The government also provides $2 million every year for the top 12 schools, and some money for lower-tier schools to create the parades. Television stations give an additional $3 million.
In February of this year, the Sambadrome Marquês, just north of Santa Teresa, was packed with people watching the parades. According to the Rio Carnival website, about 500,000 foreign tourists come to the city each year.
At the front of Portela’s parade was a group of dancers in blue suits, walking next to a boat tipping from side-to-side.
Further along the parade route a giant mechanical Gulliver from “Gulliver’s Travels” rested horizontally on a parade car. About 10 samba dancers hung on to him with rope, as his body slowly righted itself, standing tall. Meanwhile, Gulliver’s head rotated from side to side.
The floats are by no means a small task; making them takes woodwork, design and electrical engineering.
The judges look at the parade as a whole, including how the theme is carried out and if everyone is singing as one. Certain people in the samba school are chosen to hold a flag for the school during the parade and are judged more strictly. If they don’t maintain their energy and smiles the entire time, they’ll lose points for the schools.
There are multiple levels of samba parade competition. At the highest level (the First League), the top-12 schools compete and the one that loses has to move down a level the next year.
While most of the samba school’s work for 2016 will happen later in the year, they are in the initial stages of planning. Portela announced its theme this week.
“Practically speaking, it’s a dive into the waters of important rivers of the world, representing all the religions, beliefs, and the mysteries along the rivers,” said Falcon.
They’ve already created drawings of some of the costumes they’ll wear during Carnival — drawings that only those involved in the process are allowed to see. Now they’re creating the first models of the outfits.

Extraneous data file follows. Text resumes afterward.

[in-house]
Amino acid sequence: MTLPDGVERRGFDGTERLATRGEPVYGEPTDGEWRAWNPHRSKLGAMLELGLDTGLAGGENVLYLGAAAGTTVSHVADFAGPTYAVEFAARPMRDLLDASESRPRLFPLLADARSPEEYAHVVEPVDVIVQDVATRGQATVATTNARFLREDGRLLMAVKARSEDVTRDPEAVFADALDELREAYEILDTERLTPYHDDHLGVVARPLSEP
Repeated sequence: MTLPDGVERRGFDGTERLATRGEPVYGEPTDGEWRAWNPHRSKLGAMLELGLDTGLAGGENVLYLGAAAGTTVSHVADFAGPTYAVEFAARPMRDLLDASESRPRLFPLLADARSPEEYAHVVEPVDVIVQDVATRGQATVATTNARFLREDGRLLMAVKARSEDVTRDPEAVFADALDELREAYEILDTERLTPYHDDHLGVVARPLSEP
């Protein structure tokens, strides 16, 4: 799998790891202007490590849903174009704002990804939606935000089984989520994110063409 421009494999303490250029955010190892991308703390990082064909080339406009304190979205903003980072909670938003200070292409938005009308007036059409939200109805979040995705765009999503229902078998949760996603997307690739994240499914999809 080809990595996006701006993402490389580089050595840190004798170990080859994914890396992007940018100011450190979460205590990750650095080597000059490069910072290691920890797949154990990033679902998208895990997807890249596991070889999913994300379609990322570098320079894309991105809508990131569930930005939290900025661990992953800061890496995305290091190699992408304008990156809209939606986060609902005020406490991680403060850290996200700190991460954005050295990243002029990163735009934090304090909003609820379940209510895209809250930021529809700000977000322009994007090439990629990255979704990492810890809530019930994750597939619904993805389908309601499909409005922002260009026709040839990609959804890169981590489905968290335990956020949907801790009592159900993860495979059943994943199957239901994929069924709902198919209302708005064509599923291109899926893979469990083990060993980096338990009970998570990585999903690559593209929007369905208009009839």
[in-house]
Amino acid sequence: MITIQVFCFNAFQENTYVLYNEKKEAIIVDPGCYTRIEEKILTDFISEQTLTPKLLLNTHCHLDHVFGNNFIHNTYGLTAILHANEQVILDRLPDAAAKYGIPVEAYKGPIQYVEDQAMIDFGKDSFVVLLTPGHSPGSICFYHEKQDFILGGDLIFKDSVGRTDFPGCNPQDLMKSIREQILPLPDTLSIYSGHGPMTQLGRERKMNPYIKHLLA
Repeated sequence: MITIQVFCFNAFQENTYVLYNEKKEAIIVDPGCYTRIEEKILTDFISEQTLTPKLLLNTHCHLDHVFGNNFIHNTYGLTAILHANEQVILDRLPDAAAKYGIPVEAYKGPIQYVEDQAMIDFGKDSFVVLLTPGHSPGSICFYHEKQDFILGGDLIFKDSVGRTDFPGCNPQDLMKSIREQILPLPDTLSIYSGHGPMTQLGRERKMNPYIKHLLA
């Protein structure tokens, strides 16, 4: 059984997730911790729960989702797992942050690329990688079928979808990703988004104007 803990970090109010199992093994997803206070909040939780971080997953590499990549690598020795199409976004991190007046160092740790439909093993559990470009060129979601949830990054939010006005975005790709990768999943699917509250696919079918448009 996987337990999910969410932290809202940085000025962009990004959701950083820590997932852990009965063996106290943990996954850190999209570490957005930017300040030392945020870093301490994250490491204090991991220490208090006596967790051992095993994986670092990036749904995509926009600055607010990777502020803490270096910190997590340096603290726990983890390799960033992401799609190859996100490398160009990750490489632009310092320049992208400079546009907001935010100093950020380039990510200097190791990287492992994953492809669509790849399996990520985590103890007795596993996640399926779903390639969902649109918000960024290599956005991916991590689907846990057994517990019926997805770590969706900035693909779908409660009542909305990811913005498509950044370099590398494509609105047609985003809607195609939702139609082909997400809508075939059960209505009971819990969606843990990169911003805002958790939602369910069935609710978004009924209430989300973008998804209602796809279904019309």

Later in the month, they’ll choose the song they’ll sing during the entirety of their parade. They’ll then work on creating the parade vehicles, taking whatever structure they can from previous years to create work that matches the year’s theme.
In 2015, the school spent $12 million on the parade, Raphael Azevedo said.
By December, samba schools have already made considerable progress with the cars and costumes. About five years ago, Portela and two other samba schools lost most of what they created in a December fire that spread quickly. All Portela’s hard work went up in flames just two months before the Carnival. They had no other option but to participate in the parade with only two vehicles and not be a part of the actual competition.
“To the Portela community, it was very painful because for the first time, Portela was just passing by without actually competing to win,” said Falcon.
When those at the samba school aren’t preparing for the parade, they’re still performing. Every first Saturday of the month, the school prepares Feijoda, a popular Brazilian food, and performs. Recently, they also performed at the Austrian House for the Olympic Games, said Nilce Fran, another person in charge of dance and timing for the samba school.
When asked how much time Fran said she devotes to the samba school, she just laughed.
“Twenty-four hours a day,” she said. “Samba is the air I breathe, and it’s what I like to do the most in my life. It makes me complete as a professional, as a human being, as a woman. So to sum it up, samba is my life.”
Kaitlin Lange is a Ball State University student and writer for Ball State at the Games, a group of 50 journalism students traveling from Muncie, Indiana, to Rio for the Olympic Games. Follow them atbsuatthegames.com, @bsuatthegames on Twitter and Instagram, and facebook.com/bsuatthegames on Facebook.
I’m Kaitlin Lange, a senior political science and journalism major at Ball State. I am finishing up an internship at the Indianapolis Star where I have focused much of my time on politics, education and breaking news. Last year I was the editor of the Ball State Daily News, our school’s student newspaper. I love telling people’s stories and also explaining complex issues in an easy to understand way. You can guarantee I’ll somehow find a way to bring up cats in one of my stories while in Rio.